The next election should focus on creating a framework to allow people calling for the abolition of modern prisons to begin the hard work of creating new institutions.
Americans need to vote to help activists continue anti-racist work that will allow us to envision the possibility of a society that is free of racism and sexism and homophobia and transphobia.
I don’t know whether it would have unfolded as it did if not for the terrible COVID-19 pandemic, which gave us the opportunity to collectively witness one of the most brutal examples of state violence.
This is an extraordinary moment which has brought together a whole number of issues.
A day after Cook County Board President Toni Preckwinkle voiced support for defunding police, the County Board on Thursday advanced a measure resolving to redirect money from the failed and racist systems of policing.
The resolution was introduced by Commissioner Brandon Johnson.
“It is time for Cook County government to take a bold step forward to break the systemic cycle of oppression and subjugation of a significant portion of its population,” Johnson said during a virtual board meeting Thursday.
“The Justice for Black Lives resolution is a demonstration that the Cook County Board of Commissioners will decisively break the back of residential segregation, inequity, over-policing and disinvestment in predominantly Black communities.”
Activists and family members of people incarcerated in Vienna Correctional Center are calling on the Illinois Department of Public Health to shut down the minimum-security prison in southern Illinois.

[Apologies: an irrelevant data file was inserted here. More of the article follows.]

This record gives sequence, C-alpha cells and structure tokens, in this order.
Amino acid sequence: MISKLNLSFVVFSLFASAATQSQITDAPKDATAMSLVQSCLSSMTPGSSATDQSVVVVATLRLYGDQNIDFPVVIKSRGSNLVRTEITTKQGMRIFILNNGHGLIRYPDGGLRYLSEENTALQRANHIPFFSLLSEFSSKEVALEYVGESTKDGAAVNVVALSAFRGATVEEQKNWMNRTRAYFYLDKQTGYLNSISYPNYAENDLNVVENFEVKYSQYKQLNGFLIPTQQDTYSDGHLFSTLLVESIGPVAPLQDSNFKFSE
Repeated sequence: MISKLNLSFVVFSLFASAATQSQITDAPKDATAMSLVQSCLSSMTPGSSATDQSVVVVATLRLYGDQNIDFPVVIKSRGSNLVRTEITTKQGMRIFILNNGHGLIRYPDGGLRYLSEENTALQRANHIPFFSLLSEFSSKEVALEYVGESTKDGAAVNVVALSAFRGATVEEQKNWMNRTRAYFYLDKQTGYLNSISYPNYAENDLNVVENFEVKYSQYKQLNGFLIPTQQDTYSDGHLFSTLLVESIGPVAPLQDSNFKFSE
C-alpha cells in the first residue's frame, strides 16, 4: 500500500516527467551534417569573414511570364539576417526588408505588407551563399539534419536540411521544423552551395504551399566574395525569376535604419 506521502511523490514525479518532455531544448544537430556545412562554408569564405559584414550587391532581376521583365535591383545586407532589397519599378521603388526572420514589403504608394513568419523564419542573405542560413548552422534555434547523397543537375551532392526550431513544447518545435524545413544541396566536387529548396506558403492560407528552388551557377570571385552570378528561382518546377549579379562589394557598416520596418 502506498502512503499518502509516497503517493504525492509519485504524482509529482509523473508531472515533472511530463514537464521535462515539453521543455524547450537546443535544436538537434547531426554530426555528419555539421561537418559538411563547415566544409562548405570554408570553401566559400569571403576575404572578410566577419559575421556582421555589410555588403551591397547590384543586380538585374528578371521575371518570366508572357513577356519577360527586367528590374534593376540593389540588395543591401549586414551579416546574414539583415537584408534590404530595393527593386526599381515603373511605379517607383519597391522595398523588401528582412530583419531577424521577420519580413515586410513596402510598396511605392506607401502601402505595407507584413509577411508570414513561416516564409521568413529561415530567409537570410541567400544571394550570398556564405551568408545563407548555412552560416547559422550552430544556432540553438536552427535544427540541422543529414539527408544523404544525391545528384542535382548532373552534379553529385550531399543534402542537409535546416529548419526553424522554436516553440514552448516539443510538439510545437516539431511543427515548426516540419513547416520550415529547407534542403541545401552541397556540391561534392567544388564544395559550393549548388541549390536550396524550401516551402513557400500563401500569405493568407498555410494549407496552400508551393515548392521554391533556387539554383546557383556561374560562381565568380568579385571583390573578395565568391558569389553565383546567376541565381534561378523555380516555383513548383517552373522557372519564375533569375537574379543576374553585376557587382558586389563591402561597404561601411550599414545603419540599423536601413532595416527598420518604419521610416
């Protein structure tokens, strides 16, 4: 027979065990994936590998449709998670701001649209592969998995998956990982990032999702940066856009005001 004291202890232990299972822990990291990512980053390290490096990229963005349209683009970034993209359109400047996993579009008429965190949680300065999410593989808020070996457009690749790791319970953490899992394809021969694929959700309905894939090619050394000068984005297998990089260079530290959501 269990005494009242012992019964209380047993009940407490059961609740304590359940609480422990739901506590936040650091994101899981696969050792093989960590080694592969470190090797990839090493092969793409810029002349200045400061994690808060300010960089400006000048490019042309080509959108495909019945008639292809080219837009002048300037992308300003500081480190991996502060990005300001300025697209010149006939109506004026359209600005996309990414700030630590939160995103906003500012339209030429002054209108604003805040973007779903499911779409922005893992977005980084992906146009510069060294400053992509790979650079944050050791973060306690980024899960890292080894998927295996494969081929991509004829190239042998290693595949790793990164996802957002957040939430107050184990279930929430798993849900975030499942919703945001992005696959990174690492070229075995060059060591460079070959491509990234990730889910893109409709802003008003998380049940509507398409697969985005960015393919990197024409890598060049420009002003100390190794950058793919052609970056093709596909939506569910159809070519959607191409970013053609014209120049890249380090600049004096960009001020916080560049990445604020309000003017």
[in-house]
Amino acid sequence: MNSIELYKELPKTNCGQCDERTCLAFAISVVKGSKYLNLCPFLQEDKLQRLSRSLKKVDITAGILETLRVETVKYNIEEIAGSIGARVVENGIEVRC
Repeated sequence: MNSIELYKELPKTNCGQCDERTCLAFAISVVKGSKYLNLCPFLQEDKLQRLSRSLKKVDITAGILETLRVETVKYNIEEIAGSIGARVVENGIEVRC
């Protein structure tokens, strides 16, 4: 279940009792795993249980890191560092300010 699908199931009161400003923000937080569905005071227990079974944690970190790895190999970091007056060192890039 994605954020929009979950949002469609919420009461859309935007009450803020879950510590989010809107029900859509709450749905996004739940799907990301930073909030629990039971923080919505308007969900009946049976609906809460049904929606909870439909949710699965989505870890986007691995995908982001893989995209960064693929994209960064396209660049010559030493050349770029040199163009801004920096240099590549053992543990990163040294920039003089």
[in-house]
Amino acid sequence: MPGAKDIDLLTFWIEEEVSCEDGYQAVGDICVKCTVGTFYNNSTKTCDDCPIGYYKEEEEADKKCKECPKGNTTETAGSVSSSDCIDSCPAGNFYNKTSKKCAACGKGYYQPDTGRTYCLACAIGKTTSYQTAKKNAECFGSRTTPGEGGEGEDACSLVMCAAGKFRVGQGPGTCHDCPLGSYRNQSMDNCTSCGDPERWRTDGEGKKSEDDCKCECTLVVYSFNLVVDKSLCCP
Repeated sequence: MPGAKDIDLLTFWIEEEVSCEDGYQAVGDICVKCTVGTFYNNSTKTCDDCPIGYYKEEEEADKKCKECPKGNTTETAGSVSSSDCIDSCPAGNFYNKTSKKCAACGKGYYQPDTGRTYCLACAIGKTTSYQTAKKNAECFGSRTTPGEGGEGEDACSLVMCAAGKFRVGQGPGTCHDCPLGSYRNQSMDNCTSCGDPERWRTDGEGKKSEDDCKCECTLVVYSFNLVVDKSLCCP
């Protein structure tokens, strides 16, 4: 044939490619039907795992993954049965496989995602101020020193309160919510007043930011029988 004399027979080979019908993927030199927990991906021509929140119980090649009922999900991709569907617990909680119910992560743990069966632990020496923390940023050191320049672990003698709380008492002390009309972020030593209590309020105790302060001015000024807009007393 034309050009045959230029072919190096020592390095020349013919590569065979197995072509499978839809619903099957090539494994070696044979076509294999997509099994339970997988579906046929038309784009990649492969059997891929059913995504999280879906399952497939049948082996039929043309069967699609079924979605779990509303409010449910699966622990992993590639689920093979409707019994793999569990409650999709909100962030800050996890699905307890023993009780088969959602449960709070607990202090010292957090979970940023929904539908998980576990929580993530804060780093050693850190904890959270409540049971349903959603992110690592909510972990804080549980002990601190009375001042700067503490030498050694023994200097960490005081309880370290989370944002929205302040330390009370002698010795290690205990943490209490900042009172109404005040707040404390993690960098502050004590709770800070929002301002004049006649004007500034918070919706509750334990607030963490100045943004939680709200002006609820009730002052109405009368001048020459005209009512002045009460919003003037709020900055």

The prison has been plagued by electrical issues, which caused intermittent power outages over several weeks in May, according to news reports.
Prison officials have relied on backup generators, which generate noxious fumes and are themselves unreliable.
The petition also claims the prison is infested with black mold and rodents in the dining halls and kitchen. These ongoing issues have made the facility dangerous, especially during a pandemic.
Activists have often called for the closure of prisons, including Stateville, Pontiac and Menard.
Vienna, which opened in November 1965, is often on the list.
A cacophony of car horns, drums, cowbells and trombones echoed along the strip of grass just beyond the coiled razor wire glistening in the sunlight.
A few onlookers peered from turret-like openings on the other side of the wire-topped wall to see what all the noise was all about.
“We love you!” the protesters yelled.
For the Chicago Police and the Cook County Sheriff’s Department there was only scorn, as about 150 protesters on foot — as well as hundreds more in cars — demanded the defunding of the Cook County Jail.
“We have pumped more and more money into mass incarceration and our communities are no safer. So anyone who believes this is actually working, I would question their reasoning.”
The protesters outside Cook County Jail, at 2700 South California Avenue, said money taken from the facility would be put to better use if it funded housing for the poor, mental health services and other social service needs.
John Catanzara, the new president of the Chicago Fraternal Order of Police criticized officers who kneel.
He said now is not the time or place to be kneeling with protestors, and said officers would be risking being brought up on charges and thrown out of the lodge.
Chicago Mayor Lori Lightfoot called his comments really unfortunate.
Each year, Cook County spends more than $600 million each year supporting a racist system of policing and incarceration through the Cook County Sheriff’s budget, which includes sheriff’s police, the Cook County Jail, and more.
Through the Coalition to End Money Bond, we’ve reduced the jail population by more than 50% since 2013.
But in that time, the budget for the jail has actually increased by 26%. If the jail budget had gone down proportionally to the number of people locked up, we would have $117 million more for other public services in our County.